How do you buy multiple houses a year?

5 Replies

I already own 1 property...my 1st house. I will be renting it out soon. If all goes well I'd like to continue to buy more homes, but I'm confused as to how people buy multiple properties a year.

Do you have a business and buy them that way? Or do you do it personal with your personal credit score?

I have darn near perfect credit but dont want it to slide by buying a bunch of properties.

I also dont want to just start a business without knowing if this is something I'm cut out for.

So how do people do this?

 @Toria Posey:

It's done 1 of 3 ways.

1- All Cash sales. Not many people have the funds so this isn't feasible for most.

2-Buy multiple properties through Conventional Lending (Fannie Mae/Freddie Mac) type of Conventional loans, which I don't recommend. Although you get the best rates, they count and recalculate your overall personal debt ratio each time, making it harder to qualify; they use personal income and tax returns as part of the approval process, you can't use all of your rental income to qualify for the next loan. You can't buy in a company's or a Trust name to protect you from liability and lawsuits; you can't combine all your different mortgage payments into one Portfolio Loan; and you're capped at 6 and 10 properties depending your program.  But despite all the drawbacks, many people still do it.

3-Use Non-QM (Non-Qualified Mortgage) products AND use BUSINESS CREDIT to supply the down payment.  First with your near perfect credit score you can enroll in a program which can get you 5 or 6 business credit cards, which you are the personal guarantor.  You can advance the entire amount and pay back the minimum each month often o% interest 6 months to a year.  You then just transfer the funds to another card and start the process all over again.  Use the advance funds as down payment using a Non-QM loan.

The advantages of Non-QM loan would be that you can buy in a company or Trust name to protect you from liability, you don't have to submit any pay stubs, tax returns; they don't calculate your personal debt ratio; approval is made primarily on the asset's ability to generate income; you can combine all mortgage payments into ONE simple payment; you're never capped at how many properties you can own and often there's no Seasoning and Sourcing of Down Payment.  In other words, they don't ask where it came from and how long you've add it (most don't at least). The drawback is that these loans are more expensive requiring 20% down payments; costing upfront 1-2 points maybe more; and slightly higher interest rates than conventional mortgages.  In my opinion its worth it if you plan on doing this full time or at least draw a significant amount of income from it.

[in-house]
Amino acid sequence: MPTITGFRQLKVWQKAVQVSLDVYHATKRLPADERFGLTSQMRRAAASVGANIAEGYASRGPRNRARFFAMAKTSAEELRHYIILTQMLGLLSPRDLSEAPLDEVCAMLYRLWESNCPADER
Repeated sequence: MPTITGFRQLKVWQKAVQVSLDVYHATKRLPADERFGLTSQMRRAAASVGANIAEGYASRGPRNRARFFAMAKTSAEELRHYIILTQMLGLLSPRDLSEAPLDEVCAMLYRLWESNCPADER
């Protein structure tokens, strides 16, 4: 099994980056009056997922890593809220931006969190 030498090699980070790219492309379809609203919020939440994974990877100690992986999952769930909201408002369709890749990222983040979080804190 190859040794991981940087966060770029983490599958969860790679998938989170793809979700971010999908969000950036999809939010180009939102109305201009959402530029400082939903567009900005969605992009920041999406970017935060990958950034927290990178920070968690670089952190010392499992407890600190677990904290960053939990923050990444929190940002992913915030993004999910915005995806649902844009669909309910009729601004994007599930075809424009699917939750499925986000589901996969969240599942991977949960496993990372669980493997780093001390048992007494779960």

There you have it.  I'll PM you if you want to discuss further!

@Account Closed Hi Toria! Great question, I am in the same boat as you, kind of. I have a primary residence here in CA and just purchased my first rental property in MO. I’d like to kickstart my RE career and buy multiple homes as well. 

@Herndon Davis Hi Herndon! Wow, great info! I’ve never thought of using business credit I will have to explore this topic some more. 

I bought 10 in 5 years by buying a new primary every year for the Better rates and terms and also one - 2 rentals per year. This was seriously slow and steady compared to today’s pace you see investors grow. Ain’t looking to be biggest or fastest. 

@Toria Pose

You purchase as many as you can under your Perosnal credit to get the best rates once your DTI is maxed out u switch to private / commercial financing through an LLC. Some people purchase 4 unit builds and refer to that as 4 properties, it's truly one property with 4 doors.

Previous replays were spot on if money becomes an issue you can utilize business credit for down payments and repay with your rental income.

I’ve done all three strategies mentioned above...owner occupied + kept moving, purchased with conventional mortgages, and have used non-qm loans. Have also used portfolio money, hard money, and have purchased with owner financing.

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